event planning for beginners

6 Ways to Style Your Wedding Planning Portfolio (Part 2)

QC Event School tutor, Heather Vickery, is the Owner and Event Director of Greatest Expectations Special Events and Weddings, one of Chicago’s most celebrated event planning and design firms. Last week, Heather gave us some tips for styling a wedding planning portfolio. Follow up here with more advice!


Having a business Facebook page is not an option these days. You must have one and it must be kept up to date! There is an easy tool on Facebook for sharing photos, and potential clients (and vendors) will take the time to look through these if they are interested in working with you.

Sharing up to date and relevant information on your business page is also important. This is the “face” you are presenting to the world and it important to be on point with it.


The latest and greatest digital portfolio these days is Instagram. While you might not be booking clients off of Instagram, you can bet they are vetting you on it. Some clients may even follow you for some time before contacting you for a consultation. At the very least, post photos once a week on your business Instagram account. Do not post personal photos on your business account. I cannot stress enough how important it is to keep it professional.

Now that you have lots of option for presenting your work I am sure you are asking the question “how can I really capture what it is I do?!” That is a great question! The reality is that you, as the planner, touch every element of the wedding planning process. It is all in the details! Showing images from every element of the wedding is how you “show your work.”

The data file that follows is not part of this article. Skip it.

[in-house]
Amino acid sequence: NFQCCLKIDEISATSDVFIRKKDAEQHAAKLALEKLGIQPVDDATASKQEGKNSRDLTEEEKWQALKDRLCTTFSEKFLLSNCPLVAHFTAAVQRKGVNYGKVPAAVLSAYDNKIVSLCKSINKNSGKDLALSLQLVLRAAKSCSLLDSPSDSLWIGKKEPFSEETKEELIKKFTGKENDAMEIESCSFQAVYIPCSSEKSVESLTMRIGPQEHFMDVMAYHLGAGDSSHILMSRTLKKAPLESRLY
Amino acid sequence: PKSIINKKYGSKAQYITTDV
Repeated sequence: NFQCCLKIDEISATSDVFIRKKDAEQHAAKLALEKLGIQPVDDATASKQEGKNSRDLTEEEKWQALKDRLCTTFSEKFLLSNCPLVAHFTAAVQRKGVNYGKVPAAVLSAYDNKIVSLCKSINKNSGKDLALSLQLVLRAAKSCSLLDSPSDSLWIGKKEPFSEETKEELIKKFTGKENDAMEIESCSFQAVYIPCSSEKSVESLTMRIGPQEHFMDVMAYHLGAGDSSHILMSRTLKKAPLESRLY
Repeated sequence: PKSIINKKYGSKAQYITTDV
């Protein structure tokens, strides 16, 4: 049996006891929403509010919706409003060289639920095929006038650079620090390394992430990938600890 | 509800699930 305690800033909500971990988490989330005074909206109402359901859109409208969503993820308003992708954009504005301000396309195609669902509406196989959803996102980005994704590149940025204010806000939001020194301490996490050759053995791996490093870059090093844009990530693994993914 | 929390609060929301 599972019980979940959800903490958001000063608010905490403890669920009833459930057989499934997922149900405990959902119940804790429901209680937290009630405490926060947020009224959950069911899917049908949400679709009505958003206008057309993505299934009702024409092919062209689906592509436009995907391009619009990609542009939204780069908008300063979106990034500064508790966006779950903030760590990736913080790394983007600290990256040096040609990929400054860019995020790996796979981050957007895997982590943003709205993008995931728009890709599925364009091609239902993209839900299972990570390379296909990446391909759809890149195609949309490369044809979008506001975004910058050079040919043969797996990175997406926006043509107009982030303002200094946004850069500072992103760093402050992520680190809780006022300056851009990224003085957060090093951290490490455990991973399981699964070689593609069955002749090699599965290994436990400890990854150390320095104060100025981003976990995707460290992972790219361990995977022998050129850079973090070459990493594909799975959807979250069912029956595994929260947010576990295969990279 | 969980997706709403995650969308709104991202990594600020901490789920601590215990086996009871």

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Below is a list of items that you must include in a portfolio:

  • Invitations
  • Brides getting hair and makeup done
  • Dresses getting zipped and ties being tied
  • The darling couple
  • Moments between brides and grooms and their parents
  • Wedding party
  • Venue and on-location shots
  • Ceremonies
  • Cocktail receptions
  • Floral arrangements
  • Bouquets and boutonnieres
  • Table arrangements including linen and chairs
  • Day-of printed materials such as escort cards, programs, menu cards
  • Dancing
  • Photos of you and your team setting up and assisting clients

Here are a few key elements to keep in mind when building your portfolio, no matter what format(s) you present it in!

1. Make sure the images are good. Do not put bad photography in your portfolio. Wait for professional images. Quality is always better than quantity.

2. You do not need to show every single event you do. Select your favorite 5-10 and highlight those. Show events that have stretched your talents and can show how capable you are of being creative.

3. Always (and I mean always) give photographer credit in every single format. No matter where the image appears, the photographer’s name must be listed!

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4. While you are at it you can (and should) give credit to the other vendors involved with the event. If you are posting these on Instagram or Facebook, tag all vendors involved in the photo. For example, if you have a beautiful table shot tag the venue, the rental/linen company, the florist and the photographer. Not only is this the right thing to do, it helps those vendors share your information and you are reaching more potential clients!

No matter what formats you choose to implement, be sure to take your time developing them. Ensure they are on-brand for you and communicating what you want them to. Don’t just throw something out there. Be intentional when showing your work.

Ready to start your wedding planning business? Learn everything you’ll need to succeed in the event industry.

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